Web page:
2020 Junior Division: 1st Place


Jo Beecroft

This is the end, the closing, the finale.

The boy is falling, fast. Cold wind rushes past his open-mouthed face. The deafening roar of wind blocks out his screaming. All he sees is a vertical blur of blues, greys and greens leading, inevitably, down. He is panicking now. The way his stomach flies up cements the fact that he is going to die. His end is inevitable, inescapable, inexorable.

How many of those synonyms start with ‘in,’ he thinks, nose blocked, eyes wide, delusional. If he could think, he would’ve scowled at himself. Is that seriously going to be the last thought before my untimely death?

The boy knew he would die, but not like this. Your death is supposed to be magnificent, grandiose. You should see your life flash before your very own eyes. You should have done something to relax you before the end. Something to make you feel content about your life. You’re supposed to die surrounded by family and friends who could come to terms with your death. They could relax, knowing you have achieved something, done something with your life, before it ended.

Even his stomach wants to escape the inescapable. But it, just like the boy, cannot. There is no parachute, no safety net, no padding. There is nothing waiting for him but a slab of concrete. Tears stream from his eyes. He knows this the end. The closing. The finale.

Not yet, is all that he can think. Two words repeating in his head, again and again and again.


The words blend together in his head, merged into one long distorted, panicked mumble.


The boy hears a loud crunch.

He dies.

He doesn’t even feel the pain, it’s just… nothing. He doesn’t even get that last experience before the black. He can’t go into the ‘afterlife’ and talk about his grand death. About how many of his bones cracked on impact. How his broken rib cage dug into his heart and severed his aorta. How he felt the warmth of wet, viscous blood dripping down his back before congealing on his shirt. He didn’t get to know what it felt like for his heart to stop and blood to lie dormant in his veins. It might’ve even been funny to talk about how his bowels relax and let out faeces. But no. The boy lies between life and death in turmoil, thinking about everything he missed out on.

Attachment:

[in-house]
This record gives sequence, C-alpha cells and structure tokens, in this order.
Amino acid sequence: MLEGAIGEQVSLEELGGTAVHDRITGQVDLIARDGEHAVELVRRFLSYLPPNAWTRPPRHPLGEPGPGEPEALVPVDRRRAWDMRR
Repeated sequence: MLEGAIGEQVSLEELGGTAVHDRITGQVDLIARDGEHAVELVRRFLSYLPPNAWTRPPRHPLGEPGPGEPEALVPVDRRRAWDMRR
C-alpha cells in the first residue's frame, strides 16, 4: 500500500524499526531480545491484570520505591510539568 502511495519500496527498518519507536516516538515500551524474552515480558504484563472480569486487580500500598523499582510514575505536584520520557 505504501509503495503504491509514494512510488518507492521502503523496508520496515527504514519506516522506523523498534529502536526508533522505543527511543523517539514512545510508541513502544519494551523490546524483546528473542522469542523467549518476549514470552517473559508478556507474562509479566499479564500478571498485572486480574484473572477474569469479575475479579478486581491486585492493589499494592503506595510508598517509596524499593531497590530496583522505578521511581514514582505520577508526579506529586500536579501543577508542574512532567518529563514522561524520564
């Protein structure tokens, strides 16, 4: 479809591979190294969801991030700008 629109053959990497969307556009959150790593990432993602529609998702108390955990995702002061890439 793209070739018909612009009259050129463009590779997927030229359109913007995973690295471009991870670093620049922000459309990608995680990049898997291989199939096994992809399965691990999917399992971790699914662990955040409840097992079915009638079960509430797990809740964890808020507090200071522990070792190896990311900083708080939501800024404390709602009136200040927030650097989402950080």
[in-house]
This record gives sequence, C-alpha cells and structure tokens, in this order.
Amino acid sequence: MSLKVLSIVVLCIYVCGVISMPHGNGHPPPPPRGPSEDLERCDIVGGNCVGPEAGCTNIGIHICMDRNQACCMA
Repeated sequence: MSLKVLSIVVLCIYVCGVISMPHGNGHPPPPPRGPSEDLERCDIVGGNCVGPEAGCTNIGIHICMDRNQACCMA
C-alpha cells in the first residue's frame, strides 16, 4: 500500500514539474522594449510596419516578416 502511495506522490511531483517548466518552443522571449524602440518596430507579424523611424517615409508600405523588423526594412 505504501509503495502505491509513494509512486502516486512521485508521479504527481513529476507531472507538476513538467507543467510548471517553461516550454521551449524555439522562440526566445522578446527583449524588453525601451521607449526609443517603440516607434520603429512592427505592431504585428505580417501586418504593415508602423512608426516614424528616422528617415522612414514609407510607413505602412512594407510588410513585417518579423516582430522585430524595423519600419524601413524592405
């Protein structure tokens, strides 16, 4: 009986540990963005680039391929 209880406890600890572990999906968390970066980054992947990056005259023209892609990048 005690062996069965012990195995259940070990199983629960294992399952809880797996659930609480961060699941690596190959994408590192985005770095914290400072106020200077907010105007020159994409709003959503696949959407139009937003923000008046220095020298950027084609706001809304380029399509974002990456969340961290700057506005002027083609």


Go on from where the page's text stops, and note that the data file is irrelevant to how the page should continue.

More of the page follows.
The boy opens his eyes. He tries to blink away the groggy, grey haze to no avail, getting nothing in return but an irritation in his red, puffy eyes. His body feels so heavy. It’s like a weight slowly sinking in quicksand. He tries to swallow, but his dry throat has a lump blocking it. He fights against the pressure and is rewarded with one desperate second of sitting up. He collapses, fatigue instantly dragging him back down. He struggles back up one more time.

What am I fighting for? he thinks. A different view of grey?

He continues looking up, slackening his tense neck. It’s just grey. Forever and ever into oblivion. There is no sense of space, no point at which he could orient himself. He’s just sinking. More gentle than falling, at least.

The boy fully gives into the sinking. There’s no way out of death, after all. He tries to remember his life. What had he actually done?

Surely there’s some way I’ve impacted the world? At least one good thing I’ve done.

He thinks about the time in kindergarten when he learnt to spell his nam-


The sound is loud, but not harsh. It makes him feel satisfied… like a weight being lifted off his shoulders. A fuzzy sensation warms his entire body. He doesn’t know what he was thinking about before. It’s like the memory shot off into oblivion, parting with him.

Then he thought about his first day of primary school with the slightly scary teac-


Making his first friend at kindergarten becau- POP!

Making a mess baking cookies with his m- POP!

Going to the park alone with his sist- POP!

Going to his friend’s 6th bir- POP!

Bringing his dad to schoo- POP!

Going to his mom’s wor- POP!

Picking up their pupp- POP!

Winning the scho- POP!

Obsessing ove- POP!

Buying his fi- POP!

Askin- POP!

These thoughts continue as he sinks further. With every pop one small chunk of his mind flies off and into the infinite expanse of grey. It’s like they belong there. He was just carrying them around, scavenging for those memories until they could make their way here, to their inevitable, inescapable and inexorable end. The cessation is comforting, like baggage being lifted off his conscience, leaving him feeling lighter. He thrives in this moment. He finally feels free. Free from the constant anxiety that had stressed him for his last few years. No worries, no problems, no fear. He has nothing left but freedom. His sense of self dissolves, diffusing into oblivion, slowly and blissfully. Down, down, down the boy goes until the final thought. He thinks he should feel more fervent about this last thought. Maybe he should desperately cling to this last part of himself. Maybe he should want to get rid of it, passionate and furious.

It doesn’t matter anymore.

Getting pushed off the cliff by- POP!

The boy sinks and the grey gets darker and darker, enveloping him in comfort. It feels like a heavy blanket. The darkness calls to him, warm, inviting and secure. He lets it take him. He’s almost eager for his end, wanting more of the safety that the darkness promises.


The boy hears the soft echo of that fatal crunch.

Everything goes completely black. This is the end, the closing, the finale.